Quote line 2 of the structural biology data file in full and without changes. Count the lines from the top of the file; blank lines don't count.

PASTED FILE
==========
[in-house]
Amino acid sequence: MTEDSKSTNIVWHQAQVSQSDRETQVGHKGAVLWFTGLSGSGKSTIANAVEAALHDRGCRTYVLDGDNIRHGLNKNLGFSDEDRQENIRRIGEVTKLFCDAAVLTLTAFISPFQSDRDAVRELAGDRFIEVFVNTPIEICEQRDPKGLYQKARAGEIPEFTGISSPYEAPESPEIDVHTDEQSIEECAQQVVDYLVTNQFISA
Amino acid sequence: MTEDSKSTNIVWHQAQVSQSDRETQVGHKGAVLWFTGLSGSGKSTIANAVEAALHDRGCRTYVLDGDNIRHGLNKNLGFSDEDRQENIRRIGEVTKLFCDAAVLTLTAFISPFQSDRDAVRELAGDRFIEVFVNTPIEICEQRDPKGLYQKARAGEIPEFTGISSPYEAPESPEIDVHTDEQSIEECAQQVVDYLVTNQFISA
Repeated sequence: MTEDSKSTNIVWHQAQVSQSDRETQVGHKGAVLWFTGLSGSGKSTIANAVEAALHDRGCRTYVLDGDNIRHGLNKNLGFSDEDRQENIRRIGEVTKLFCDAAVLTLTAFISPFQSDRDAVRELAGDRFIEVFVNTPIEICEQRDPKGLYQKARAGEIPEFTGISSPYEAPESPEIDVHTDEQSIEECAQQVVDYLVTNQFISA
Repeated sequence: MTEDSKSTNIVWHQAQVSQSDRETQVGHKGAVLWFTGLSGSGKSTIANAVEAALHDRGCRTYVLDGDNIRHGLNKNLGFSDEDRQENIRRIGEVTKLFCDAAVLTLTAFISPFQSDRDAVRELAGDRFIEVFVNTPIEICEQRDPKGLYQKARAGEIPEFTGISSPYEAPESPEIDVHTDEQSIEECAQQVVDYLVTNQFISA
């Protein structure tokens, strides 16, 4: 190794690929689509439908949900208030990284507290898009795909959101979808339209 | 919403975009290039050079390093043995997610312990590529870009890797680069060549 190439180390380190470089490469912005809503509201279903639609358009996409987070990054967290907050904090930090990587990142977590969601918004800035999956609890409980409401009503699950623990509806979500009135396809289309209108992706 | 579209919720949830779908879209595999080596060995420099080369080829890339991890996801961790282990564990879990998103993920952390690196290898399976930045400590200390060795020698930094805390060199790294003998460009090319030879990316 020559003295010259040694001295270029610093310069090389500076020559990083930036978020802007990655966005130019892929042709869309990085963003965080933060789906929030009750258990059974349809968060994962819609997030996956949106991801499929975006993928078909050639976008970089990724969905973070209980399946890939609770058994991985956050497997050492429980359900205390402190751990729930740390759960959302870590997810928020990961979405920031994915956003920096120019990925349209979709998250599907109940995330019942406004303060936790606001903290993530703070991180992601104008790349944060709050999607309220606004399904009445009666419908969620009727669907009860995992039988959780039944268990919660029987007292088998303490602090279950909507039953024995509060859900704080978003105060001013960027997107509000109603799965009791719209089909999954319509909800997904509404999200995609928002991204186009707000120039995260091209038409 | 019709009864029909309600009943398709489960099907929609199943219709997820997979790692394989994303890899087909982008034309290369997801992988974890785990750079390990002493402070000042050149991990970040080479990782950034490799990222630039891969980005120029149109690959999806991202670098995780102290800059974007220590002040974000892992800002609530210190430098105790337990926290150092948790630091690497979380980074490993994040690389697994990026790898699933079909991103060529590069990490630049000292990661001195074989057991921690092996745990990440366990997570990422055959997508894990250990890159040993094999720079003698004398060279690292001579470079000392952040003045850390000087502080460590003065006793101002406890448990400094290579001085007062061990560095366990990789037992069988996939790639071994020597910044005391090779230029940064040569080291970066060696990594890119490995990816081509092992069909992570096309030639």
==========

Amino acid sequence: MTEDSKSTNIVWHQAQVSQSDRETQVGHKGAVLWFTGLSGSGKSTIANAVEAALHDRGCRTYVLDGDNIRHGLNKNLGFSDEDRQENIRRIGEVTKLFCDAAVLTLTAFISPFQSDRDAVRELAGDRFIEVFVNTPIEICEQRDPKGLYQKARAGEIPEFTGISSPYEAPESPEIDVHTDEQSIEECAQQVVDYLVTNQFISA